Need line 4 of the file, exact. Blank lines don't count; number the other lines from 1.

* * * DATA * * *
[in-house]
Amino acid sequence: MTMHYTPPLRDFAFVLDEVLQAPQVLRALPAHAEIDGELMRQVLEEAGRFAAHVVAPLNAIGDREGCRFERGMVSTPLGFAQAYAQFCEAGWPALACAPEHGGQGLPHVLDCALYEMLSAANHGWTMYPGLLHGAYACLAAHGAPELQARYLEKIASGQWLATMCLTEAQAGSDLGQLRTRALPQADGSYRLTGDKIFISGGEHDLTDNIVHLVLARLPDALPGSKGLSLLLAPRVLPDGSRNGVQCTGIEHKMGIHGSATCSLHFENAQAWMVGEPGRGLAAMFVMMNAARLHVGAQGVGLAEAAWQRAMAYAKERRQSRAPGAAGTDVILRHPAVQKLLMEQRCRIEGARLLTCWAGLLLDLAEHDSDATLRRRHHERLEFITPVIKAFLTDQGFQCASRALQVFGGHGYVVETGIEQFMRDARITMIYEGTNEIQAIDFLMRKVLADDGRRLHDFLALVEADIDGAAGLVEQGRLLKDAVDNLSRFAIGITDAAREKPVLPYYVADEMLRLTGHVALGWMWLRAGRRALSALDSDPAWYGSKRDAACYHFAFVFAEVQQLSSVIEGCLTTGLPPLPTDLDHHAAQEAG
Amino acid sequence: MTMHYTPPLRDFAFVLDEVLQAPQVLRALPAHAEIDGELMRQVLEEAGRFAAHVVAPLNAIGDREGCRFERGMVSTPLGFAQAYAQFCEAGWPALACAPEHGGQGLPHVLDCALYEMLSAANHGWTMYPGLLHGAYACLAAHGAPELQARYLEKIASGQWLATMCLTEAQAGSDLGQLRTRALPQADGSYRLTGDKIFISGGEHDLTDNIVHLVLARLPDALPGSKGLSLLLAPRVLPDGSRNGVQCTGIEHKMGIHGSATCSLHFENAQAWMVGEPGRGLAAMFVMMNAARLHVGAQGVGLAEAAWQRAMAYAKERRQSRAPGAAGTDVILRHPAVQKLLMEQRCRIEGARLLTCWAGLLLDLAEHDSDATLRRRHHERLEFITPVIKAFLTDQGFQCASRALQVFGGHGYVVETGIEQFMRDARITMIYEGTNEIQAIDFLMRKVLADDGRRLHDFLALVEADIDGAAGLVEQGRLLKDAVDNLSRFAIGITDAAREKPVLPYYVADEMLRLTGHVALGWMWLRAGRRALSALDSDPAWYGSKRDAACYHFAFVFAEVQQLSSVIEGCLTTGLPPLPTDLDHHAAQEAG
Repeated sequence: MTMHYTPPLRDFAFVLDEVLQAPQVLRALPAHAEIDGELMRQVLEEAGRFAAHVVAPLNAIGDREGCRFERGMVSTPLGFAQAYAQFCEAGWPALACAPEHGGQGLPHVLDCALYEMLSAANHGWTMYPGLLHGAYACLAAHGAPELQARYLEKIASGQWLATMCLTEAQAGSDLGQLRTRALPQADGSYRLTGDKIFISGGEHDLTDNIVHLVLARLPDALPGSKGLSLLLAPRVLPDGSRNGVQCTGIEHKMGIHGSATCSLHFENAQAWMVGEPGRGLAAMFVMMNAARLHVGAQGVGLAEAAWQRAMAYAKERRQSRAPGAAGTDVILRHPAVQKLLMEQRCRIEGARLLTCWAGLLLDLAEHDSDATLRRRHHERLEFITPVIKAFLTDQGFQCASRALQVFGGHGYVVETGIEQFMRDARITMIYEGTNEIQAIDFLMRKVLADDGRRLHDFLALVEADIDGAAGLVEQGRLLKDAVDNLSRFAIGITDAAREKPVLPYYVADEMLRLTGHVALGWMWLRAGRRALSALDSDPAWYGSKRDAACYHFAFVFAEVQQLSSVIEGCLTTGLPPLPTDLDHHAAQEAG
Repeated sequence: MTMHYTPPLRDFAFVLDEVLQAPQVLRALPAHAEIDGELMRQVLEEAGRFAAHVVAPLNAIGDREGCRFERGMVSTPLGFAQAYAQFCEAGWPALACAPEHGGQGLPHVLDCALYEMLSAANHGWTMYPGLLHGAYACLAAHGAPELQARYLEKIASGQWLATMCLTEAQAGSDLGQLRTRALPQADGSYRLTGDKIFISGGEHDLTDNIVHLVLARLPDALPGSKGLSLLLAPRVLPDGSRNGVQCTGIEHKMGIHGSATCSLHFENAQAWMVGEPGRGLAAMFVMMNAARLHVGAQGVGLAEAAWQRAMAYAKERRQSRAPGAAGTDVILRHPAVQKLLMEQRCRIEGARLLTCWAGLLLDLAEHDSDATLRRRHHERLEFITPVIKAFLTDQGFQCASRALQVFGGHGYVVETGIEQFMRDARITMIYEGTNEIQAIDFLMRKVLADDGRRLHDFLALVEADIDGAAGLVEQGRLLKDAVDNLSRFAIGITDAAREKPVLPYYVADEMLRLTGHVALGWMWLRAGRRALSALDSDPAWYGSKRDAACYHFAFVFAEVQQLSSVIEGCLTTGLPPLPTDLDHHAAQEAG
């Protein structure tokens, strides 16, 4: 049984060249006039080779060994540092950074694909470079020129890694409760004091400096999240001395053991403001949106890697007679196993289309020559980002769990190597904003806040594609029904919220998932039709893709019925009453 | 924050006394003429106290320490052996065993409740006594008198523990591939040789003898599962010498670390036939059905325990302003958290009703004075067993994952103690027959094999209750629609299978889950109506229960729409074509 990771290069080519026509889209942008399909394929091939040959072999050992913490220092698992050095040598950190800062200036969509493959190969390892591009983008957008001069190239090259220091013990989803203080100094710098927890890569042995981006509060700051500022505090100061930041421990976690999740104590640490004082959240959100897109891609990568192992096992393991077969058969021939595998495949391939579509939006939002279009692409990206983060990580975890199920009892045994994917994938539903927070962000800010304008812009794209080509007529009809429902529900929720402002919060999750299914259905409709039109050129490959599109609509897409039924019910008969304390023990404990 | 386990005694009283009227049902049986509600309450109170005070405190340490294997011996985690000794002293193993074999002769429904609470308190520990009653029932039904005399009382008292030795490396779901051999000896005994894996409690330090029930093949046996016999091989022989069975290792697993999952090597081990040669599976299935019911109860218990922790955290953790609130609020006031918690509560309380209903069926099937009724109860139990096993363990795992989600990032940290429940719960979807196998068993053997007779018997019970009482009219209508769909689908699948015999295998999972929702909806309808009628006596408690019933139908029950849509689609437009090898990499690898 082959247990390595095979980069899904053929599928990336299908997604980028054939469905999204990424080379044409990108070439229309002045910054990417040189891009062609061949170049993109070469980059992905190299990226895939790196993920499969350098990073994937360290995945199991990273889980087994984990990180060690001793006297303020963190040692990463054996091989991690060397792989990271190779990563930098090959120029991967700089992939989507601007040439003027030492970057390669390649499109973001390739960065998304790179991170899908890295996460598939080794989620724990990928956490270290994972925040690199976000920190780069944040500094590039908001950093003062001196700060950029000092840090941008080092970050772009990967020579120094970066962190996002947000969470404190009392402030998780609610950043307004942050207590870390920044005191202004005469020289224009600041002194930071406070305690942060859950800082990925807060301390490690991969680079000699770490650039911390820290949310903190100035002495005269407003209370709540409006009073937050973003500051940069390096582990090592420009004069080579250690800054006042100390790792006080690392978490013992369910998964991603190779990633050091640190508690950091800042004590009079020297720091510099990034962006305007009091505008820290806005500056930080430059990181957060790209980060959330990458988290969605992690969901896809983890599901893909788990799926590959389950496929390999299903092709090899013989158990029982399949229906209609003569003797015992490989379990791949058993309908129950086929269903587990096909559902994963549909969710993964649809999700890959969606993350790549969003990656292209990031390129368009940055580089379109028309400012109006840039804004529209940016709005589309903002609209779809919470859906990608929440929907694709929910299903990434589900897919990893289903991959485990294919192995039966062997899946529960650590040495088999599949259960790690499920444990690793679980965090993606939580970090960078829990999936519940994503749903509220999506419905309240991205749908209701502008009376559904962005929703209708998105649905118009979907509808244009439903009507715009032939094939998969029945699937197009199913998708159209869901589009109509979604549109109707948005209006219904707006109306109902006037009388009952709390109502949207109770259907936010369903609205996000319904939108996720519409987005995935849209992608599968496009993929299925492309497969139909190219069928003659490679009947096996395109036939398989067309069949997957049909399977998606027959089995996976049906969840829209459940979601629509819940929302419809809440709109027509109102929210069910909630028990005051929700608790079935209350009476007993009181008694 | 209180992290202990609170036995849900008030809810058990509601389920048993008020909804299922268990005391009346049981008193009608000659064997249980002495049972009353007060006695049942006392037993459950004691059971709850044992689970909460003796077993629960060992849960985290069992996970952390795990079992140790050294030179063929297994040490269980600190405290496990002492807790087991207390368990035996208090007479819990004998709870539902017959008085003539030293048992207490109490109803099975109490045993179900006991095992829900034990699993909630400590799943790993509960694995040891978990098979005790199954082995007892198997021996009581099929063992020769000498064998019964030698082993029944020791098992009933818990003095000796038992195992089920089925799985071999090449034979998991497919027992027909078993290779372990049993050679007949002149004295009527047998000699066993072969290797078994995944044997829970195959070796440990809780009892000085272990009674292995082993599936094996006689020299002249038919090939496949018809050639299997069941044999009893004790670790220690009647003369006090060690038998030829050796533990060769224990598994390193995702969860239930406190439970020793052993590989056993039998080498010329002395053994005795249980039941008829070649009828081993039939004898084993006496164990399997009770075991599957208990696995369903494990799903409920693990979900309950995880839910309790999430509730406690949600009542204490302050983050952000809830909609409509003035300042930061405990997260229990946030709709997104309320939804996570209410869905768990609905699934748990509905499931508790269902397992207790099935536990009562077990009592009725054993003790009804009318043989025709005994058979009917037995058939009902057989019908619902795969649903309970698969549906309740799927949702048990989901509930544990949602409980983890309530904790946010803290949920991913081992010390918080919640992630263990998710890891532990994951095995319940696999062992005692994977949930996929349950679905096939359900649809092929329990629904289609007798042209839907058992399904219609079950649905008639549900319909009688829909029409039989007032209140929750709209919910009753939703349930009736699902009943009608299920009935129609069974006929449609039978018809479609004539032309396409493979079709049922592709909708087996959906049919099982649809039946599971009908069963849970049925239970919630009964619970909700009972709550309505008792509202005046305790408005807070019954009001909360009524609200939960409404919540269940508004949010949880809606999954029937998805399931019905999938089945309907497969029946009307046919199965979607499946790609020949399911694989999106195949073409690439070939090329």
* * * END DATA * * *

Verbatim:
Repeated sequence: MTMHYTPPLRDFAFVLDEVLQAPQVLRALPAHAEIDGELMRQVLEEAGRFAAHVVAPLNAIGDREGCRFERGMVSTPLGFAQAYAQFCEAGWPALACAPEHGGQGLPHVLDCALYEMLSAANHGWTMYPGLLHGAYACLAAHGAPELQARYLEKIASGQWLATMCLTEAQAGSDLGQLRTRALPQADGSYRLTGDKIFISGGEHDLTDNIVHLVLARLPDALPGSKGLSLLLAPRVLPDGSRNGVQCTGIEHKMGIHGSATCSLHFENAQAWMVGEPGRGLAAMFVMMNAARLHVGAQGVGLAEAAWQRAMAYAKERRQSRAPGAAGTDVILRHPAVQKLLMEQRCRIEGARLLTCWAGLLLDLAEHDSDATLRRRHHERLEFITPVIKAFLTDQGFQCASRALQVFGGHGYVVETGIEQFMRDARITMIYEGTNEIQAIDFLMRKVLADDGRRLHDFLALVEADIDGAAGLVEQGRLLKDAVDNLSRFAIGITDAAREKPVLPYYVADEMLRLTGHVALGWMWLRAGRRALSALDSDPAWYGSKRDAACYHFAFVFAEVQQLSSVIEGCLTTGLPPLPTDLDHHAAQEAG